God was there at the beginning. The Lord God spoke, and it was. Light divides day from night; firmament, sky, and seas are spoken into existence on the second day; dry land and vegetation follow on the third. God forms the basic framework of time and geography, and then He fills it during the next three days. Lights govern the sky by day and by night.
Different from the stories of most ancient cultures, the biblical Creation account makes it abundantly clear that the sun, the moon, or the stars are not deities. They enter into the picture only on the fourth day and are subject to the Creator’s word.
Moses’ description of days 5 and 6 (Genesis 1:20-31) is full of life and beauty. Birds, fish, land animals — they all fill the space prepared by God.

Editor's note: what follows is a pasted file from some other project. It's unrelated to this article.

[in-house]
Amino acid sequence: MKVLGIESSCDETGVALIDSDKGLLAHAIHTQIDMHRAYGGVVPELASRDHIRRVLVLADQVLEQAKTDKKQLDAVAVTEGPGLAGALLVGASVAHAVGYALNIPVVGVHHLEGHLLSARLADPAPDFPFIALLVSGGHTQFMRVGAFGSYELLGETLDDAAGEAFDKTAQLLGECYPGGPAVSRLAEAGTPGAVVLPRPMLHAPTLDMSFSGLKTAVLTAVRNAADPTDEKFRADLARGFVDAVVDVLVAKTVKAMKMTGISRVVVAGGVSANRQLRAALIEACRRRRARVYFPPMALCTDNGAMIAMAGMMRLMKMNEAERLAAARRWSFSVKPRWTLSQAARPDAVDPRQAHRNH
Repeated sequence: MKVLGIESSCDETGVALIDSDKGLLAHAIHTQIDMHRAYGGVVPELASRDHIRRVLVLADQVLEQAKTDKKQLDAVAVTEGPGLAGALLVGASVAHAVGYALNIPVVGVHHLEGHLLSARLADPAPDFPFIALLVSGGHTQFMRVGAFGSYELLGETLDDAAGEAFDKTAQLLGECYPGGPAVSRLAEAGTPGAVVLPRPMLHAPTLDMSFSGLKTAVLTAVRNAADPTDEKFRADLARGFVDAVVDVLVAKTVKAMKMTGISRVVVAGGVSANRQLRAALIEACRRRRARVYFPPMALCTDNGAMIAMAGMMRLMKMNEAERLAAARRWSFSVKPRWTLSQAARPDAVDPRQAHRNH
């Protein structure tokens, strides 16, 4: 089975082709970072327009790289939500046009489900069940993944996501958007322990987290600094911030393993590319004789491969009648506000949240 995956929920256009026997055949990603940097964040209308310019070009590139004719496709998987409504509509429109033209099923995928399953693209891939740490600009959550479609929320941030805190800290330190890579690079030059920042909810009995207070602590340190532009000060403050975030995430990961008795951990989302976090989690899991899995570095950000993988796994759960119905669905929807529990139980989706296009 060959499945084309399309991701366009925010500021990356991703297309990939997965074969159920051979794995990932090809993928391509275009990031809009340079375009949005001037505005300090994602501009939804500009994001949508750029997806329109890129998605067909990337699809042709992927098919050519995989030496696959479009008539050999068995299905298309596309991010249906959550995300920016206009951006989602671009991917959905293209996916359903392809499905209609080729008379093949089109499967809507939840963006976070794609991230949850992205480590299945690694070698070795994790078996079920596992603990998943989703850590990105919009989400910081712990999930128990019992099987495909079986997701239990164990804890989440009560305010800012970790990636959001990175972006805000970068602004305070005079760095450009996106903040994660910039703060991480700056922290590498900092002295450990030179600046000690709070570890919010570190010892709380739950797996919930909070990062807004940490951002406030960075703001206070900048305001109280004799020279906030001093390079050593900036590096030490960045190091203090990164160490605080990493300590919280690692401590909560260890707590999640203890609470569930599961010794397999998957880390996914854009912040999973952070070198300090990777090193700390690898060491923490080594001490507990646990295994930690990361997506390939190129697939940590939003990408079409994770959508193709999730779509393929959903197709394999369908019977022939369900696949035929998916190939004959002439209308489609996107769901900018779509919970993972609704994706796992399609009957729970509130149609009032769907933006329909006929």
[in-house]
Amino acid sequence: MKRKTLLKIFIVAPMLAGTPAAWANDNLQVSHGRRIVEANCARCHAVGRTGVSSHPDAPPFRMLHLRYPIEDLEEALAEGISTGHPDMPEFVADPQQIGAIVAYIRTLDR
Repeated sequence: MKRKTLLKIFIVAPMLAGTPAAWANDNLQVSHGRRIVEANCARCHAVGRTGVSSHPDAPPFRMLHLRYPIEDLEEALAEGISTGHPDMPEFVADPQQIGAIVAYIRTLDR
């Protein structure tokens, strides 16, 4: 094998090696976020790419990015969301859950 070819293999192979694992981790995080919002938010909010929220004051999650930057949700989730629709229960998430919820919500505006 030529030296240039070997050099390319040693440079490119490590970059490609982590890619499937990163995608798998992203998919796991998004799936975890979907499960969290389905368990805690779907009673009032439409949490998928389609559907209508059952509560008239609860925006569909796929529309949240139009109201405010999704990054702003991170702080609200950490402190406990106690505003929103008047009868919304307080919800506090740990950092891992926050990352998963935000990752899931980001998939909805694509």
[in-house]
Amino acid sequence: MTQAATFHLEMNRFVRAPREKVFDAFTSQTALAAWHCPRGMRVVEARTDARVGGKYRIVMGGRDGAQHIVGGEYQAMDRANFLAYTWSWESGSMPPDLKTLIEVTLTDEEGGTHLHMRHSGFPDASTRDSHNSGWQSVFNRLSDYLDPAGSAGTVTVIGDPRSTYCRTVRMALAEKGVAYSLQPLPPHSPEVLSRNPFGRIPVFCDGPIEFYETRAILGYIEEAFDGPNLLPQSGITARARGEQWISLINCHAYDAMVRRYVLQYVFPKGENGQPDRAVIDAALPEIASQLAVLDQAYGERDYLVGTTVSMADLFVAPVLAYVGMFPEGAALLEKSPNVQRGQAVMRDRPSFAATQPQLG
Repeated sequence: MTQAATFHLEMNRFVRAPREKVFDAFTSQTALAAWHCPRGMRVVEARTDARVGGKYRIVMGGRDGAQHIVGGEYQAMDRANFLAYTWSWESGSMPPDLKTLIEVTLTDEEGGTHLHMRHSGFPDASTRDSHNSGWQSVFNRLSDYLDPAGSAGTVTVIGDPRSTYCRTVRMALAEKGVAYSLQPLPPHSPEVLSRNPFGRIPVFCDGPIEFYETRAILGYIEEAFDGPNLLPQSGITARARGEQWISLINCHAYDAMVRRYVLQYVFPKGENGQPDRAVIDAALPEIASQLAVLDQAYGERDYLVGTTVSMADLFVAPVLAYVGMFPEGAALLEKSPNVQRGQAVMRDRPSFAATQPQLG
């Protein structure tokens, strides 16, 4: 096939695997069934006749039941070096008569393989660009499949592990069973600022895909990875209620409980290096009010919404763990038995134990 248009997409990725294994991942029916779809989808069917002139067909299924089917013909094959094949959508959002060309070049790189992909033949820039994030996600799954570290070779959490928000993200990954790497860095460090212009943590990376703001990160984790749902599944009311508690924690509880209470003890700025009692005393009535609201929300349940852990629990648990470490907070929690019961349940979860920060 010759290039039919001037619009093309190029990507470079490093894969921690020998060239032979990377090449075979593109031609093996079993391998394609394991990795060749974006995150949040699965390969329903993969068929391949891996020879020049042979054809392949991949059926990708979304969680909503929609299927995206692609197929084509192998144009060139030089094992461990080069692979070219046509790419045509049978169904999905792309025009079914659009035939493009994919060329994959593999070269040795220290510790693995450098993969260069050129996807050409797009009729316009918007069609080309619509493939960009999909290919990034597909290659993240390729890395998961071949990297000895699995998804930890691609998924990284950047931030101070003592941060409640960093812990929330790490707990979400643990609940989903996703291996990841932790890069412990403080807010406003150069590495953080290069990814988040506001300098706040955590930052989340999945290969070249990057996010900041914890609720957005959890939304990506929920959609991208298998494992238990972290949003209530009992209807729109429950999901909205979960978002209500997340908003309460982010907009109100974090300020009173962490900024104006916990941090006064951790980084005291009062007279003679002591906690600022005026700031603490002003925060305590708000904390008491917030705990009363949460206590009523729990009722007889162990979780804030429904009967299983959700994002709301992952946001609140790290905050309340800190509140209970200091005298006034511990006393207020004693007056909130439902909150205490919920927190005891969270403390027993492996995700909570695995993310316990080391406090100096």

What does God’s evaluation indicate about Creation? Read Genesis 1:1-31.
This is not just any space that God has created; it’s a perfect place. Teeming creatures fill the earth. Like the refrain of a catchy tune, God keeps saying that it was “good” after each day.
What is different about the creation of humanity from the rest of the created world? Read Genesis 1.26-27 , Genesis 2:7,and Genesis 2:21-24.
God stoops and begins to shape mud. Humanity’s creation in God’s image and likeness is an object lesson in intimacy and closeness. God bends down and breathes life into Adam’s nostrils, and there was a living being. Eve’s special creation from Adam’s rib adds another important element to Creation week. Marriage is part of God’s design for humanity — a sacred trust of partnership between ’ish and ’ishshah, “man” and “woman.”
This time, when God looks at everything He has made on day six, the refrain sounds different: “Then God saw everything that He had made, and indeed it was very good” (Genesis 1:31, italics supplied).
|Think about how radically different the biblical Creation story is from what humanity, without the guidance of God’s Word, teaches. What should this tell us about how much we need to depend on God’s Word for understanding truth?|